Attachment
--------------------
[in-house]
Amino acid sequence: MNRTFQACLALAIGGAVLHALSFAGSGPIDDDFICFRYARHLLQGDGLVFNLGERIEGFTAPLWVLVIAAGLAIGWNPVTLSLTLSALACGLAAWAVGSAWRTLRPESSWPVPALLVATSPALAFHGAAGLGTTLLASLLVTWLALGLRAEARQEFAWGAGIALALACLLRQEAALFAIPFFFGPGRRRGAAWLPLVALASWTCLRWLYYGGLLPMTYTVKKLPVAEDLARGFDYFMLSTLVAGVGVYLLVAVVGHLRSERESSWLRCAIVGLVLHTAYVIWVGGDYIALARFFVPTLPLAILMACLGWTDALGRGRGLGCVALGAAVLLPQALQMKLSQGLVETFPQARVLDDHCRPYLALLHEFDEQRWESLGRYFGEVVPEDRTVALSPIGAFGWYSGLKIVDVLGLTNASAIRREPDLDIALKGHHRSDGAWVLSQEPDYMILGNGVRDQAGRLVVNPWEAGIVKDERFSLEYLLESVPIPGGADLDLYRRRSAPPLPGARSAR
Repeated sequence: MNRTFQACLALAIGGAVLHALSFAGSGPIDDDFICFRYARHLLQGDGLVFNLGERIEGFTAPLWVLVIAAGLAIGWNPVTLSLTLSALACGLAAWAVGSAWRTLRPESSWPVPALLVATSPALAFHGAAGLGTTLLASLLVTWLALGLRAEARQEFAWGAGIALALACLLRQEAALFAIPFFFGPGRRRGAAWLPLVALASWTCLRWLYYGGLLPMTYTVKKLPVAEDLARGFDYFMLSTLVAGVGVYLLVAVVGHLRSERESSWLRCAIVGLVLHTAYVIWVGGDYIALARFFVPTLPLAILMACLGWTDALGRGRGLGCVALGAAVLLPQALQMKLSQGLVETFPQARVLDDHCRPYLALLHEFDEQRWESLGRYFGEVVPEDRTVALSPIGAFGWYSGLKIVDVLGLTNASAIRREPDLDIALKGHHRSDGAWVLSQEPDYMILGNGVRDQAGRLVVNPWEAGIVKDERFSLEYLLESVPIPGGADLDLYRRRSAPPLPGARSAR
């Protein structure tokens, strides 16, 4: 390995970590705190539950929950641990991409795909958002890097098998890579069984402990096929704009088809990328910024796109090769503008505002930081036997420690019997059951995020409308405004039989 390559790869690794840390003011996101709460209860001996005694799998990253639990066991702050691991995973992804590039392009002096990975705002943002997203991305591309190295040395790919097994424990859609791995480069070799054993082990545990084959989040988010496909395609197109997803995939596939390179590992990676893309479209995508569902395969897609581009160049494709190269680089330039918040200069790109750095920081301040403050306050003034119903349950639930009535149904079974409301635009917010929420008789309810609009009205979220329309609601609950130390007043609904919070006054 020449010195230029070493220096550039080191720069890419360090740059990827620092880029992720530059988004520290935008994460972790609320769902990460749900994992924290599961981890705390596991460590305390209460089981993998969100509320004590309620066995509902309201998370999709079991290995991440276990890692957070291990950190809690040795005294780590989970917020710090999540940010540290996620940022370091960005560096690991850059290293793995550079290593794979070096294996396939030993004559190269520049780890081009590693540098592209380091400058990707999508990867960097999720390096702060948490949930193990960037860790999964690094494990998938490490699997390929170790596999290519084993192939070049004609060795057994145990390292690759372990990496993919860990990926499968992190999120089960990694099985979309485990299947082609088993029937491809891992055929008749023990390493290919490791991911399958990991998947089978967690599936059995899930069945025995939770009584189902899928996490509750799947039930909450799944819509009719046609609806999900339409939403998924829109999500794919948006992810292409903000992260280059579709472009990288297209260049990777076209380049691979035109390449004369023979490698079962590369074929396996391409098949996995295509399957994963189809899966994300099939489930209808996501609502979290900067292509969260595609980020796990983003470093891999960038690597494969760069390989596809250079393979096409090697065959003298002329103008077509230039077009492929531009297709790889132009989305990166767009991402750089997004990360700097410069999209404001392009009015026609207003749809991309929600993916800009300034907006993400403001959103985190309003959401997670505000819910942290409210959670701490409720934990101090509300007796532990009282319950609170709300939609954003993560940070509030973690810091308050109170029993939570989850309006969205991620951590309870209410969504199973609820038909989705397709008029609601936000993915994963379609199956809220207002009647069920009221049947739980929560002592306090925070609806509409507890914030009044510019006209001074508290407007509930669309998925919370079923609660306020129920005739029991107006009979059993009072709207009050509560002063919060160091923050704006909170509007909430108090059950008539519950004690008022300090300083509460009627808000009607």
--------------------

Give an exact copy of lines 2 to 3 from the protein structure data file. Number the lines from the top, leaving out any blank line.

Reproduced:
Amino acid sequence: MNRTFQACLALAIGGAVLHALSFAGSGPIDDDFICFRYARHLLQGDGLVFNLGERIEGFTAPLWVLVIAAGLAIGWNPVTLSLTLSALACGLAAWAVGSAWRTLRPESSWPVPALLVATSPALAFHGAAGLGTTLLASLLVTWLALGLRAEARQEFAWGAGIALALACLLRQEAALFAIPFFFGPGRRRGAAWLPLVALASWTCLRWLYYGGLLPMTYTVKKLPVAEDLARGFDYFMLSTLVAGVGVYLLVAVVGHLRSERESSWLRCAIVGLVLHTAYVIWVGGDYIALARFFVPTLPLAILMACLGWTDALGRGRGLGCVALGAAVLLPQALQMKLSQGLVETFPQARVLDDHCRPYLALLHEFDEQRWESLGRYFGEVVPEDRTVALSPIGAFGWYSGLKIVDVLGLTNASAIRREPDLDIALKGHHRSDGAWVLSQEPDYMILGNGVRDQAGRLVVNPWEAGIVKDERFSLEYLLESVPIPGGADLDLYRRRSAPPLPGARSAR
Repeated sequence: MNRTFQACLALAIGGAVLHALSFAGSGPIDDDFICFRYARHLLQGDGLVFNLGERIEGFTAPLWVLVIAAGLAIGWNPVTLSLTLSALACGLAAWAVGSAWRTLRPESSWPVPALLVATSPALAFHGAAGLGTTLLASLLVTWLALGLRAEARQEFAWGAGIALALACLLRQEAALFAIPFFFGPGRRRGAAWLPLVALASWTCLRWLYYGGLLPMTYTVKKLPVAEDLARGFDYFMLSTLVAGVGVYLLVAVVGHLRSERESSWLRCAIVGLVLHTAYVIWVGGDYIALARFFVPTLPLAILMACLGWTDALGRGRGLGCVALGAAVLLPQALQMKLSQGLVETFPQARVLDDHCRPYLALLHEFDEQRWESLGRYFGEVVPEDRTVALSPIGAFGWYSGLKIVDVLGLTNASAIRREPDLDIALKGHHRSDGAWVLSQEPDYMILGNGVRDQAGRLVVNPWEAGIVKDERFSLEYLLESVPIPGGADLDLYRRRSAPPLPGARSAR